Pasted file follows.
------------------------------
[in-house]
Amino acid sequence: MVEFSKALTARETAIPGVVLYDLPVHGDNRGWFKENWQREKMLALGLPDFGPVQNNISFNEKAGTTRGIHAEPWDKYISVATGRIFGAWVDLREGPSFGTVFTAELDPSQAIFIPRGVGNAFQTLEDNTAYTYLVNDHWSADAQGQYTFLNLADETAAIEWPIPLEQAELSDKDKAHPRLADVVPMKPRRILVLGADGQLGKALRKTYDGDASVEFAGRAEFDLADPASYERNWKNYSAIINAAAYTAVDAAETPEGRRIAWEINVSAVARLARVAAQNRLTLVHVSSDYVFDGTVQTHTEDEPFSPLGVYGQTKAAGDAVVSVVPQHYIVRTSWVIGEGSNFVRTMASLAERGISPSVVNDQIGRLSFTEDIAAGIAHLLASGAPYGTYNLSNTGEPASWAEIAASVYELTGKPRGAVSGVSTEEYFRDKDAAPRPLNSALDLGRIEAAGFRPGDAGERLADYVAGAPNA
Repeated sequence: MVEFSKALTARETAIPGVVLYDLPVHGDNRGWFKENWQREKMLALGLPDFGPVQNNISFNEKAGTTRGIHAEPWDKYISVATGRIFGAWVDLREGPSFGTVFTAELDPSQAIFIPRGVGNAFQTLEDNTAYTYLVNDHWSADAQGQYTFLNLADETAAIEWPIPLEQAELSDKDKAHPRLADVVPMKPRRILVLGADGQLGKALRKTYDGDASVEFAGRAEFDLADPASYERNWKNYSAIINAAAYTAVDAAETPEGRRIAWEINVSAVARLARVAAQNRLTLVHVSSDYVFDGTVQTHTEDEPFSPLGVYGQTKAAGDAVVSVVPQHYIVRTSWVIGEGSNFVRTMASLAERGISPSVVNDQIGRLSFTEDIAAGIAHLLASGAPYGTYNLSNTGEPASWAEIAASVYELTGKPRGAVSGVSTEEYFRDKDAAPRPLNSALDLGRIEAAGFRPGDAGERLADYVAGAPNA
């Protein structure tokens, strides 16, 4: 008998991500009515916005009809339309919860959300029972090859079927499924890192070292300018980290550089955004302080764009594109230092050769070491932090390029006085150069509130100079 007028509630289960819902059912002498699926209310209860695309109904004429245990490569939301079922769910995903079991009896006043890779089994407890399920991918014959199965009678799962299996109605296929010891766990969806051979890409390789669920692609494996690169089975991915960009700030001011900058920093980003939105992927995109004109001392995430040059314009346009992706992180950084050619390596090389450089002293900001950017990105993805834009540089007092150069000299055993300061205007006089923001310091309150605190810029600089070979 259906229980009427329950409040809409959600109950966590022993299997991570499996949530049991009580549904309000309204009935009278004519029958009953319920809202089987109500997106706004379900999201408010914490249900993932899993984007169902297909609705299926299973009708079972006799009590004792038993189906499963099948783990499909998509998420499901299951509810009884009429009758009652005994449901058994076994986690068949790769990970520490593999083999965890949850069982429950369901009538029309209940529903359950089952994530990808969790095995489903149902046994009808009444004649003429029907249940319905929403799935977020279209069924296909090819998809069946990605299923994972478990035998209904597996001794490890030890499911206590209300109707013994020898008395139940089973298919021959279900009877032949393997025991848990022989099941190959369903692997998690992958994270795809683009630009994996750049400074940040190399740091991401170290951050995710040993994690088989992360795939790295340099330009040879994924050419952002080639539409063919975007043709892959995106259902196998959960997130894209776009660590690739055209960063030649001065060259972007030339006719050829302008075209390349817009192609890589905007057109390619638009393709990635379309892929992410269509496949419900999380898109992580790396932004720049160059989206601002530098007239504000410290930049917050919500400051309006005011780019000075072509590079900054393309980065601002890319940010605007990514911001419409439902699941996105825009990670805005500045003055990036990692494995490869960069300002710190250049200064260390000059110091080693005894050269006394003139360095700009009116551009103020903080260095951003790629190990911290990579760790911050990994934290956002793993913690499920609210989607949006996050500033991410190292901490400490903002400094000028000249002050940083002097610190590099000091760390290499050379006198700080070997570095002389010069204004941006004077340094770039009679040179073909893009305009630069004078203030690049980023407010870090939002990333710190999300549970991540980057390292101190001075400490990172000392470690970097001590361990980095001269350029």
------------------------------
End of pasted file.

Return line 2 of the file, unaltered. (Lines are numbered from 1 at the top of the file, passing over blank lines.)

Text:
Amino acid sequence: MVEFSKALTARETAIPGVVLYDLPVHGDNRGWFKENWQREKMLALGLPDFGPVQNNISFNEKAGTTRGIHAEPWDKYISVATGRIFGAWVDLREGPSFGTVFTAELDPSQAIFIPRGVGNAFQTLEDNTAYTYLVNDHWSADAQGQYTFLNLADETAAIEWPIPLEQAELSDKDKAHPRLADVVPMKPRRILVLGADGQLGKALRKTYDGDASVEFAGRAEFDLADPASYERNWKNYSAIINAAAYTAVDAAETPEGRRIAWEINVSAVARLARVAAQNRLTLVHVSSDYVFDGTVQTHTEDEPFSPLGVYGQTKAAGDAVVSVVPQHYIVRTSWVIGEGSNFVRTMASLAERGISPSVVNDQIGRLSFTEDIAAGIAHLLASGAPYGTYNLSNTGEPASWAEIAASVYELTGKPRGAVSGVSTEEYFRDKDAAPRPLNSALDLGRIEAAGFRPGDAGERLADYVAGAPNA